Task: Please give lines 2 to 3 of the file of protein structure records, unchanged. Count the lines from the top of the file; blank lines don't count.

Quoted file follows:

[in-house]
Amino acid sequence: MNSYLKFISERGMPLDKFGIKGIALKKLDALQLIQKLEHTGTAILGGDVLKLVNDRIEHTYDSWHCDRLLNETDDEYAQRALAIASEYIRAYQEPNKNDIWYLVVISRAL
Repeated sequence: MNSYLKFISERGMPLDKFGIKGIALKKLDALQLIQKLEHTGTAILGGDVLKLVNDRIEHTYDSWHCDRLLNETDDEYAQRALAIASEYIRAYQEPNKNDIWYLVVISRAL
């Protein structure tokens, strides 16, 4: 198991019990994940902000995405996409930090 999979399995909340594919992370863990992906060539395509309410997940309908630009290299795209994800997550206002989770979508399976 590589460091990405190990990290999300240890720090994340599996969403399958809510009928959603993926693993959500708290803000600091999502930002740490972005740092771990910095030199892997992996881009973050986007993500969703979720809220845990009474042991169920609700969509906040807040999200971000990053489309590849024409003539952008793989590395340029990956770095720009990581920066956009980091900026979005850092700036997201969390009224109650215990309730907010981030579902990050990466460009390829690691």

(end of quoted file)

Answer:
Amino acid sequence: MNSYLKFISERGMPLDKFGIKGIALKKLDALQLIQKLEHTGTAILGGDVLKLVNDRIEHTYDSWHCDRLLNETDDEYAQRALAIASEYIRAYQEPNKNDIWYLVVISRAL
Repeated sequence: MNSYLKFISERGMPLDKFGIKGIALKKLDALQLIQKLEHTGTAILGGDVLKLVNDRIEHTYDSWHCDRLLNETDDEYAQRALAIASEYIRAYQEPNKNDIWYLVVISRAL